Tennendo / Hana Set / Rose, Lily, Lavender, Violet

To date we’ve managed to cover all of the available Tennendo incenses except for this floral gift box set, an attractively designed and fairly massive set of four floral incenses which straddle both traditional and modern tendencies. Each scent is represented with well over 100 sticks in four slots that have an inner sleever and outer sleeve to keep all the incense snug no matter whether you store the set horizontally or vertically.

All four incenses seem to have a very similar in base in common and only vary by way of color and whatever floral and oil content “flavors” the base. This base strikes me as being made up of binder and lighter woods, perhaps something like a cedar and inexpensive sandalwood mix. It gives each incense something of a traditional grounding so that these don’t exactly match up with the more modern styles you’ll find more readily. Although it fetches a fairly expensive price, it’s safe to say that it’s unlikely you’ll need to restock this for a very long time, and I wouldn’t be surprised at all if the total stick content approaches 500.

The Hana Rose immediately had me crosschecking my memory with recent Indian masalas, most of which strike me as having a far more authentic rose scent, however you trade this authenticity for delicacy and restraint in the Hana version. The bouquet seems to be made up of other elements and often comes across more as a general floral aroma than a pure rose one, but as such it has a surprising complexity for an incense at its price with a mix of flower and slighty berry-ish elements. And most importantly, there are no off notes or bitter subscents interfering.

The Lily might be the most successful of the four and comparatively it’s the most exotic of the bunch. The green color of the stick reflects the verdant snappiness of the top perfume as if some of the building blocks were patchouli or even green tea. Overall I think this scent most closely matches the flower it represents and it succeeds in that it’s not too uncommon to find bitter and offputtting lily incenses, however on the other hand, the most superior scent of this type is the expensive Encens du Monde Blissful Mountain and the Hana version is a far cry from it in both scent and price. But the two do share a certain woodiness at core, implying most of the scent comes straight from the oils.

The Violet is similar to the Lily in terms of being a perfume on wood scent and it may be the woodiest of the four incenses here, either that or it has the most fleeting and mellow perfume. As the base seems to bury the floral scent, the stick doesn’t evince the type of gentle subleties that make a fine violet incense (as is notable in, say, Shoyeido’s Floral World series) and while the finish isn’t unpleasant, it’s also not very notable.

The Lavender also suffers from not being terribly reminiscent of the real thing, although one might argue that in a floral set the aim was to bring out those aspects rather than the more pungent aroma of pure French lavender oil. However because of this possible compromise the scent ends up being a little too close to synthetic home deodorizers, a hazard that befalls many generic florals. Not that it’s bitter or soapy, Tennendo is generally too classy a company to not avoid those pitfalls, but it might have been more successful had it been called something else.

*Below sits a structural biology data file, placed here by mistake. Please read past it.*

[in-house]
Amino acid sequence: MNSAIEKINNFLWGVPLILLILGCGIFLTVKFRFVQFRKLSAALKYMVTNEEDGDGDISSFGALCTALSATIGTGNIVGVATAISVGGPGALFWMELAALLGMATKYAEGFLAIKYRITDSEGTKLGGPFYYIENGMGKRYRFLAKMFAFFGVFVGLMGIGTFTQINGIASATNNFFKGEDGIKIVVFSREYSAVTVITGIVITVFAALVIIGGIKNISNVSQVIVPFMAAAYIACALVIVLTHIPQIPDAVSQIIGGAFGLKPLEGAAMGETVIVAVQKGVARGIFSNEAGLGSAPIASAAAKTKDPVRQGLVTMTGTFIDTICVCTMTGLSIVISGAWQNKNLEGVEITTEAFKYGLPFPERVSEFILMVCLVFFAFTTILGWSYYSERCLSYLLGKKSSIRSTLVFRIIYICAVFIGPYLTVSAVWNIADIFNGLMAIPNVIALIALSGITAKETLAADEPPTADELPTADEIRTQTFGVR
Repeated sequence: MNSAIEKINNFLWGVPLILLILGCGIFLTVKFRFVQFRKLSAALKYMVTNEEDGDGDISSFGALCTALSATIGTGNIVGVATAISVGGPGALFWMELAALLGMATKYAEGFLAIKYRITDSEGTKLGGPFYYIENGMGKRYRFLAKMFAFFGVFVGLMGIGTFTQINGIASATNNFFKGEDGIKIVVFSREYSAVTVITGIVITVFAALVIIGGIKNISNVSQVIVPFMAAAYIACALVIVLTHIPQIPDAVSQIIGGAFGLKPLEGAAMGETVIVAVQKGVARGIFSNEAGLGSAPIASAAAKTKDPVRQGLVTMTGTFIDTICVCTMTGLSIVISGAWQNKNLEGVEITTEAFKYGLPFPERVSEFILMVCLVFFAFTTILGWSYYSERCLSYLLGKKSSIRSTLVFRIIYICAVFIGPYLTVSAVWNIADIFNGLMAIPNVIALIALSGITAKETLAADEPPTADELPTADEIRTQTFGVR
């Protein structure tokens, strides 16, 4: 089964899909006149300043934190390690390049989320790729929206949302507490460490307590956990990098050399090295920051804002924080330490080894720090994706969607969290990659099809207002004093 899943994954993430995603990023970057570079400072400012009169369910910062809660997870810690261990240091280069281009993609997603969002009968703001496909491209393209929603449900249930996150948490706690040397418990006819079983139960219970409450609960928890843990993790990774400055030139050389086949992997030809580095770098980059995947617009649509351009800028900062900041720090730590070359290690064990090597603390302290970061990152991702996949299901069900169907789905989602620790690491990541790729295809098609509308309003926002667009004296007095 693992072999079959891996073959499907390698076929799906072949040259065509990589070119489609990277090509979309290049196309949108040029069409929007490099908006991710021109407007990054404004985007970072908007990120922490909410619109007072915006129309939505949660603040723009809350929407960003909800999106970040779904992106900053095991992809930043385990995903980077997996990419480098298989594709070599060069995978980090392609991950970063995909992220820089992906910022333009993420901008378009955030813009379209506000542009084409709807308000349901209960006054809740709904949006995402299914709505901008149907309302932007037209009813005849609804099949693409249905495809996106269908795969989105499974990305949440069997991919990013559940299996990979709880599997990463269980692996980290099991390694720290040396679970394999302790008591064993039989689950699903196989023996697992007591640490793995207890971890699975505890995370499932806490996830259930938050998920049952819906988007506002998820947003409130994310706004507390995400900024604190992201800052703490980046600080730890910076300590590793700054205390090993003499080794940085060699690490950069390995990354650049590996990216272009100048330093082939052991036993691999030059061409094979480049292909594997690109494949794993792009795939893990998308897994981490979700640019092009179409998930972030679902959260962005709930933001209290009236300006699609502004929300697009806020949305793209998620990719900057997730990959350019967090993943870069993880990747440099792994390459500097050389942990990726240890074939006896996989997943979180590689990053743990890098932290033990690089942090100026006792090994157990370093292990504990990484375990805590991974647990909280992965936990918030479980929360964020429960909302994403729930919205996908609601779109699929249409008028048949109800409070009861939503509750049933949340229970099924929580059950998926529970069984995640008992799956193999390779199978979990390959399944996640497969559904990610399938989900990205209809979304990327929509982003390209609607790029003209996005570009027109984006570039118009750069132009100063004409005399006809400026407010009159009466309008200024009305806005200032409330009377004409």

As a whole the Hana set surely wins on presentation, but on incense it will entirely pivot on the tastes of any particular consumer. In fact one has to classify the incense here as being fairly low budget, especially when you divide up the cost of what is a very large bulk package. It’s unlikely any will find these unpleasant and floral lovers are likely to have a higher opinion than I, but despite the restraint and class shown here, you’re likely to find greater authenticity in the less pricier Indian masala ranges, although perhaps the quieter and gentle nature of these four will balance the playing field for some.

Ramakrishnanda / Balarama, Gokula, Matsya, Narasingha Dev, Shyam

The five incenses in this write up can all be sampled via the Ramakrishnanda Varaha variety pack and are the last quintet among the originally released 15 incenses. Since then, Ramakrishnanda has released five new incenses, all of which will be covered in the next installment, however the current five are the last of Ramakrishnanda’s incenses to be included in a variety pack as of the date of this review.

As always, this group of five runs the gamut of Ramakrishnanda styles, from the floras of Balarama and Shyam through the charcoal of Matsya to the remaining two champa/durbars. Overall both the best and worst of the line are probably found among these incenses and like with the previous two samplers I’m not able to see any particular theme among them exc ept for, perhaps, diversity.